“She’s not a model of democracy and liberal management,” he said.
Europeans contend that Ukraine is missing the point. “It’s a test of trust and a test of the quality of your leadership,” Radoslaw Sikorski, the Polish foreign minister, told Ukrainian officials at a September forum.
E.U. officials say the agreement, which was scheduled to be signed Friday, would have brought Ukraine investor confidence and new opportunities. On Monday they criticized Russia for intervening.
Turning its back on international support will mean disaster for Ukraine, said Grigory Perepelitsa, an international policy expert in Kiev.
“Kiev will not be able to resist pressure from Russia,” he said. “Ukraine will lose its sovereignty, politically and economically.”
Soon Russia will be pressuring Ukraine to join a Customs Union it has set up with Belarus and Kazakhstan, Perepelitsa predicted, adding that such a union offers few advantages.
“Ukraine needs to start modernizing its economy,” he said. “It needs to introduce new technologies and new equipment. That means a lot of investment. Russia has neither technology nor investment for Ukraine.”
Russia has little to offer beyond promises, Perepelitsa said: “Eventually, Ukraine will face economic collapse, which will lead to very deep political crises with unpredictable consequences.”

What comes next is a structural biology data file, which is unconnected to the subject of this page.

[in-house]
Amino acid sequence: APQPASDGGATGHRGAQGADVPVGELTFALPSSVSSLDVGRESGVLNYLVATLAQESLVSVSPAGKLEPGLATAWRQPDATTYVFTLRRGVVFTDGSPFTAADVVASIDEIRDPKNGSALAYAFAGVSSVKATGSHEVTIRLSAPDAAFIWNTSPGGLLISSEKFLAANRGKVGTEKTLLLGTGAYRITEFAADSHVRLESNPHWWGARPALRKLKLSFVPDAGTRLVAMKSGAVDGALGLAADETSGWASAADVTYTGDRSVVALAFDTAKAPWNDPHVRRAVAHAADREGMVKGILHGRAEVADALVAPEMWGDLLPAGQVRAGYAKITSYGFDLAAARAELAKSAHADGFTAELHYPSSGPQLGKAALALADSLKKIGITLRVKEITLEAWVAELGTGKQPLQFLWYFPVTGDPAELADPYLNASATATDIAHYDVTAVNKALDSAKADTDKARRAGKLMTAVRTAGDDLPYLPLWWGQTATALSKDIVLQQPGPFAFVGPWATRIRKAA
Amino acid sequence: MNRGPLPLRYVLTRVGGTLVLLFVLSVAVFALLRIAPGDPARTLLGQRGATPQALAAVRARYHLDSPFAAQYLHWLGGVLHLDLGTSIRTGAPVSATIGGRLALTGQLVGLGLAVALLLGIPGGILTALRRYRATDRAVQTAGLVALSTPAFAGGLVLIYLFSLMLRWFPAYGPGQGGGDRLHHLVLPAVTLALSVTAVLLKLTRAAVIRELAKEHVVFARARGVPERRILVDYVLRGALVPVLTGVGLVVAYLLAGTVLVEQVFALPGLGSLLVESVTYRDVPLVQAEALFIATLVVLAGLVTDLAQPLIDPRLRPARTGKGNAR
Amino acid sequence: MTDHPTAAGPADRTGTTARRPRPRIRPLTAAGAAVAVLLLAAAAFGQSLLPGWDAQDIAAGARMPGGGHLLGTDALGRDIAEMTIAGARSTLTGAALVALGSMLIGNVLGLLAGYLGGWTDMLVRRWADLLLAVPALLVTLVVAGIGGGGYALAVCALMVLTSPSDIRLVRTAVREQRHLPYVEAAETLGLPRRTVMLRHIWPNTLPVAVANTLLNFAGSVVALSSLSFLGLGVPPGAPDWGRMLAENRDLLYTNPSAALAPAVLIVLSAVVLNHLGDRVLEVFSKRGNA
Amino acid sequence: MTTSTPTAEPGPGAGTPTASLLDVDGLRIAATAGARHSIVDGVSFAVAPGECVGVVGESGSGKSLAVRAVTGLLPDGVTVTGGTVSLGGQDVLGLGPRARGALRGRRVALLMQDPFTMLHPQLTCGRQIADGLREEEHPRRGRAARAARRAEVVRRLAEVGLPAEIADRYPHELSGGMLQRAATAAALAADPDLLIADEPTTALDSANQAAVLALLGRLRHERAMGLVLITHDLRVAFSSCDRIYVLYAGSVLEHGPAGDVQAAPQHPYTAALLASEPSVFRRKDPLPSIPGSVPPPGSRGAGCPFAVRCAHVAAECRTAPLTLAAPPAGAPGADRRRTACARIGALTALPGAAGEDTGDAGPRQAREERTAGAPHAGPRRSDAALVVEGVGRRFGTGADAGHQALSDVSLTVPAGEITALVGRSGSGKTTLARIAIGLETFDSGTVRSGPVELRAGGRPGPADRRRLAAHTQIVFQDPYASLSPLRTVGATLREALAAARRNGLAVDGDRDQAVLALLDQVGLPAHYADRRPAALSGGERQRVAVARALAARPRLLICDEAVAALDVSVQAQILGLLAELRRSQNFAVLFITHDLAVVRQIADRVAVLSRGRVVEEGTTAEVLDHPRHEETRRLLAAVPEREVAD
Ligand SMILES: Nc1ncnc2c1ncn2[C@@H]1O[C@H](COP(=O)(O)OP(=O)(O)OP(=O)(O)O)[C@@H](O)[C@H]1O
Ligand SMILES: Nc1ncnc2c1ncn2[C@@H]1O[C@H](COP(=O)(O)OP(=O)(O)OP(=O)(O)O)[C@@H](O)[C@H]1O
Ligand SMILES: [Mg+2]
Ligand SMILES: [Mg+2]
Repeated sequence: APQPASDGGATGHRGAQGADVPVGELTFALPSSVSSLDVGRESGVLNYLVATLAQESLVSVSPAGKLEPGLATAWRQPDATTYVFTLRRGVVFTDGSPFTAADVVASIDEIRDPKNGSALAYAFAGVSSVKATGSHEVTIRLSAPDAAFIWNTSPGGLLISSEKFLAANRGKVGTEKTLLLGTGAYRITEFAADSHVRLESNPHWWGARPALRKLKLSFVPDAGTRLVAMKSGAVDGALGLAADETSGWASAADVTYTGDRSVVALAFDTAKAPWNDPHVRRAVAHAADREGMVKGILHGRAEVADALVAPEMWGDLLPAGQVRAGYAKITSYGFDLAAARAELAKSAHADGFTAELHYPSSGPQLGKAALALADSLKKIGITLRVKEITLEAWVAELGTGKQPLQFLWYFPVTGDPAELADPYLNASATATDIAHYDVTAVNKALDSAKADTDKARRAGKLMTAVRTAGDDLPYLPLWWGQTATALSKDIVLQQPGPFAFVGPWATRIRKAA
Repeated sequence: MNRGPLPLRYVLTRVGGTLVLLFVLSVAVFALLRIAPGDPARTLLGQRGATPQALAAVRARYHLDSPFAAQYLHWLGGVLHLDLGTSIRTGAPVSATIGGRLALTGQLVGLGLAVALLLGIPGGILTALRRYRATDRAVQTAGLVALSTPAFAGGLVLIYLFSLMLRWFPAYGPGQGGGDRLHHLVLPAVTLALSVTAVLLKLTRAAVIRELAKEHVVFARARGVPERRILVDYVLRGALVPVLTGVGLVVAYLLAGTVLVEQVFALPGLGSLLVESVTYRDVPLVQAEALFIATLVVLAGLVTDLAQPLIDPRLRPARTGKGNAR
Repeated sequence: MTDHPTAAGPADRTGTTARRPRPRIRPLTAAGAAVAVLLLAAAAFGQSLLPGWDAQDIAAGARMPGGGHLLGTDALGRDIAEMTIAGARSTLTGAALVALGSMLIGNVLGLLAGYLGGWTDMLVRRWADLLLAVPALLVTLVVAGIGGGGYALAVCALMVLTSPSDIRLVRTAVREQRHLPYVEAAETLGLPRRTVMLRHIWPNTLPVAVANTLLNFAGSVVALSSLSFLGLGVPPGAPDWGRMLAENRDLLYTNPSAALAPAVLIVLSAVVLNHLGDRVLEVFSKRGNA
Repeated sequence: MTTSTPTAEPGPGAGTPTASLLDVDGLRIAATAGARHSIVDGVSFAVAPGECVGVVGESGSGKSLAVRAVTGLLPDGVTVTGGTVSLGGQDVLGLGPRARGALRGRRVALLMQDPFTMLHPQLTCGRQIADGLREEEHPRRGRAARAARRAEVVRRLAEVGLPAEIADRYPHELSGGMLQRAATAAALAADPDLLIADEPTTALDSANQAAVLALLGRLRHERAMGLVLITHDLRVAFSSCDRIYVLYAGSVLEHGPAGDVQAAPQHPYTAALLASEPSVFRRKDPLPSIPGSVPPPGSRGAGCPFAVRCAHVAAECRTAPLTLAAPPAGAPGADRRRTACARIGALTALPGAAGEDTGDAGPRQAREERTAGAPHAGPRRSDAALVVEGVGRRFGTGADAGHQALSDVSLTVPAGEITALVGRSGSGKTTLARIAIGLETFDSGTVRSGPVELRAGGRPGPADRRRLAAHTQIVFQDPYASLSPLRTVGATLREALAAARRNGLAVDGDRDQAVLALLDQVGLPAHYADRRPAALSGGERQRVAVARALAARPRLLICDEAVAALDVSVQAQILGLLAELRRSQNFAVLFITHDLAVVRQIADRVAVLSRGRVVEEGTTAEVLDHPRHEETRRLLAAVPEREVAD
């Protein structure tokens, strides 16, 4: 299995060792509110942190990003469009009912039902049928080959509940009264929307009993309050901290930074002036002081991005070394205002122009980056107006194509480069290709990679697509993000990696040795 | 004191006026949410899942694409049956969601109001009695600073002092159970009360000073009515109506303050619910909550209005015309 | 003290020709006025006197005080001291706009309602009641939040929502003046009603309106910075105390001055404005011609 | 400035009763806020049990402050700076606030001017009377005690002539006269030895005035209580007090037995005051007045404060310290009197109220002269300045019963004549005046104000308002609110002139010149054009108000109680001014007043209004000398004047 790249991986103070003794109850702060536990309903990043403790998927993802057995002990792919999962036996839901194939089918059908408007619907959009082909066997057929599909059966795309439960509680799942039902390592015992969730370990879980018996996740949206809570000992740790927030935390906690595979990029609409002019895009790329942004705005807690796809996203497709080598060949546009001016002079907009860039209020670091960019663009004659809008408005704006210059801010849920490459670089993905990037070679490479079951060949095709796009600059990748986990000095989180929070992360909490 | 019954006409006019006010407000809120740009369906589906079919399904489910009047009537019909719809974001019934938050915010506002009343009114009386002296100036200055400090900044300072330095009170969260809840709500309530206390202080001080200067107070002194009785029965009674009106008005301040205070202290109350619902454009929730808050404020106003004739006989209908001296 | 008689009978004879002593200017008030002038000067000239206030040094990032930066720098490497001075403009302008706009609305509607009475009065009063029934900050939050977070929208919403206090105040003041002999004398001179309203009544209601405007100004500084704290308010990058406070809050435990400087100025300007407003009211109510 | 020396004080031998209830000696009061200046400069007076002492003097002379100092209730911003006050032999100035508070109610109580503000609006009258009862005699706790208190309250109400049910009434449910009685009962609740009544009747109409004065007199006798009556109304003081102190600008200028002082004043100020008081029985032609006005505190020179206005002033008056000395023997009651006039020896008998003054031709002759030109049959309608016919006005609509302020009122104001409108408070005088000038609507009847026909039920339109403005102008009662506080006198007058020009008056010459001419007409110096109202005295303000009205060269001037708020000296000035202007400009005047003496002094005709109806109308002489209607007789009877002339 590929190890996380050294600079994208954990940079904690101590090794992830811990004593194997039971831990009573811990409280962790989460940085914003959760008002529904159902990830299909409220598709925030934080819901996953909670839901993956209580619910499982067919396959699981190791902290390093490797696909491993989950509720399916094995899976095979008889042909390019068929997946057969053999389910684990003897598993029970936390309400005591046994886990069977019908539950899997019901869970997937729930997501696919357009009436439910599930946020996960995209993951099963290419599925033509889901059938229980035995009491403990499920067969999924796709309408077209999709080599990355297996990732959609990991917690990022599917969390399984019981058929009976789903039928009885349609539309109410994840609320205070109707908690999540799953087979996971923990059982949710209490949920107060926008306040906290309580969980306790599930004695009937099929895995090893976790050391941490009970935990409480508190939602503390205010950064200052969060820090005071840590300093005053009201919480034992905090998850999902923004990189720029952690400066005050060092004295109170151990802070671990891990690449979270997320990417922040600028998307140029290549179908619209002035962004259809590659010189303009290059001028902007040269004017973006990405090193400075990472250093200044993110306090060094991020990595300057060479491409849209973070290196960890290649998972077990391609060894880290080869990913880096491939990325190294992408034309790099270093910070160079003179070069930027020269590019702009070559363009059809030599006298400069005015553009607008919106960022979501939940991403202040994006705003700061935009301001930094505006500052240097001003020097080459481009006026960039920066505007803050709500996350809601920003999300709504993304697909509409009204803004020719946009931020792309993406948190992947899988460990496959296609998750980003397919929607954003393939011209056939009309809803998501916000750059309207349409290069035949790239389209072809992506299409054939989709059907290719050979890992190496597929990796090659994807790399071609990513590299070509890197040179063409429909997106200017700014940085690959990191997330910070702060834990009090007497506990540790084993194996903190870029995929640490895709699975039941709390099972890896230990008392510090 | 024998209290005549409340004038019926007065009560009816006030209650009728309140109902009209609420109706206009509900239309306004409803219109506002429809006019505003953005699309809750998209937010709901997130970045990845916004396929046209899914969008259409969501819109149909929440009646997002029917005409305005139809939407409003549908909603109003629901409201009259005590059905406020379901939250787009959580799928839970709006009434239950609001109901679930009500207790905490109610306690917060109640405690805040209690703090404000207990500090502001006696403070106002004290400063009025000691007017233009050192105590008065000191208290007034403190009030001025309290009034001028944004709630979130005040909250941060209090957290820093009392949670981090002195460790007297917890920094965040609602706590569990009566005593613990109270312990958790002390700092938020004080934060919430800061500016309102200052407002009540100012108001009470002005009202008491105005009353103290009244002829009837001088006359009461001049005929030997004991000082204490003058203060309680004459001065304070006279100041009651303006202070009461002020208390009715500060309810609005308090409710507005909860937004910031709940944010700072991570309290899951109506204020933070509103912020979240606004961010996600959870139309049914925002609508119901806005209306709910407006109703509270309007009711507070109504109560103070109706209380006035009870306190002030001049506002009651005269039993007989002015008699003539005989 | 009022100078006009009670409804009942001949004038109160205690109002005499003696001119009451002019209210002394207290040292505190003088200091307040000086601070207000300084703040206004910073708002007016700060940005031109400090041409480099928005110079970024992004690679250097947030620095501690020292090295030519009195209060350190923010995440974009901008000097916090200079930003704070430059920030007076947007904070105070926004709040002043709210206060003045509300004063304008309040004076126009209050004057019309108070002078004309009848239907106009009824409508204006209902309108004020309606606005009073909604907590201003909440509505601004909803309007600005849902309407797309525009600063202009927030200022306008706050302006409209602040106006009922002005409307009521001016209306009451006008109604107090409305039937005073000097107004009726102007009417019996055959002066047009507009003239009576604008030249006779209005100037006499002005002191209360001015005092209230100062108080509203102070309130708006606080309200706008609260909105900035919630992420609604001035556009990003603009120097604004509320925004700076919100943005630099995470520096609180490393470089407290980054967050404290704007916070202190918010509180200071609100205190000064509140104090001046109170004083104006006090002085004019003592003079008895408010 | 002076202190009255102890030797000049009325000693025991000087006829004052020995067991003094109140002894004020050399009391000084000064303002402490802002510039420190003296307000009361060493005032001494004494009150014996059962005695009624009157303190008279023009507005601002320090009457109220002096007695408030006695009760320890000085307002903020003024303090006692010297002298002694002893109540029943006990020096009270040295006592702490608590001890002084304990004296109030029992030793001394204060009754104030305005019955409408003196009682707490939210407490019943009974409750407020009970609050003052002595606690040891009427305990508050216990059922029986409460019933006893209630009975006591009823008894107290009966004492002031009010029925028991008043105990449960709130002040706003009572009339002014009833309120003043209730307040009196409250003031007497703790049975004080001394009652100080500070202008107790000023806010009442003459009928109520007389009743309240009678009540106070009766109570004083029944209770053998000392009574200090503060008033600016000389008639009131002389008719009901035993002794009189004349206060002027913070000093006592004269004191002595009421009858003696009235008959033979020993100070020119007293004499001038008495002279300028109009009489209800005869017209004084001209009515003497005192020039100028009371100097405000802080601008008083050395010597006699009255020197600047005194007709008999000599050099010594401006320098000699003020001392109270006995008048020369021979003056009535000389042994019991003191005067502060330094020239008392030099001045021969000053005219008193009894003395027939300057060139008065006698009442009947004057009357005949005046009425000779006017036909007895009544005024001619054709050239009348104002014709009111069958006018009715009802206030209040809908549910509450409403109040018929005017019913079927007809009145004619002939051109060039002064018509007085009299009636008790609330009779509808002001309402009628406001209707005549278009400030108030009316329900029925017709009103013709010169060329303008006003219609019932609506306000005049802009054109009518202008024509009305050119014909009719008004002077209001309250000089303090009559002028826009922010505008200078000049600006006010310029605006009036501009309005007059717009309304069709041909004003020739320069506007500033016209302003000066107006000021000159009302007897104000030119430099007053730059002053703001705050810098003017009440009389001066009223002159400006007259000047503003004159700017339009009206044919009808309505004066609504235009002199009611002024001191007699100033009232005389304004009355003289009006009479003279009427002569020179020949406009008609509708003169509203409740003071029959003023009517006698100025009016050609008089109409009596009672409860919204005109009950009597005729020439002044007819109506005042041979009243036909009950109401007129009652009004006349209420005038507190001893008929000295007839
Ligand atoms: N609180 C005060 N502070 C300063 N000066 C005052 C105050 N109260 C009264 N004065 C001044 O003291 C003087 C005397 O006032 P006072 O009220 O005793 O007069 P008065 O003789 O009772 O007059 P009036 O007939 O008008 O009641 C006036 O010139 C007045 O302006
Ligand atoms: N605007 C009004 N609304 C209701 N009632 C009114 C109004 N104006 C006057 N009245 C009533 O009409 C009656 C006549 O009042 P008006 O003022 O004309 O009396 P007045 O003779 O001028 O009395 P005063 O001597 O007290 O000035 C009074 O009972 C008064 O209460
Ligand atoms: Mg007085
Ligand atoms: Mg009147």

Last week, the Baltic News Service reported that Yanukovych had called Lithuanian President Dalia Grybauskaite to tell her that Russian economic pressure and blackmail had forced the decision. Putin countered that Europe was doing the blackmailing.
Russian observers interpreted the decision as pure self-interest. Yanukovych is expected to run again for president in 2015, and he wants no dismal economic news over the next year.
“Today the most important thing for Yanukovych is his political future,” Alexei Vlasov, a Moscow State University expert on post-Soviet countries, told the Kommersant newspaper. “The advantages of integration with Europe are long-term, whereas the adverse effects of a quarrel with Moscow would appear tomorrow.”
So Tymoshenko remains in prison. And demonstrators are back in Kiev’s squares.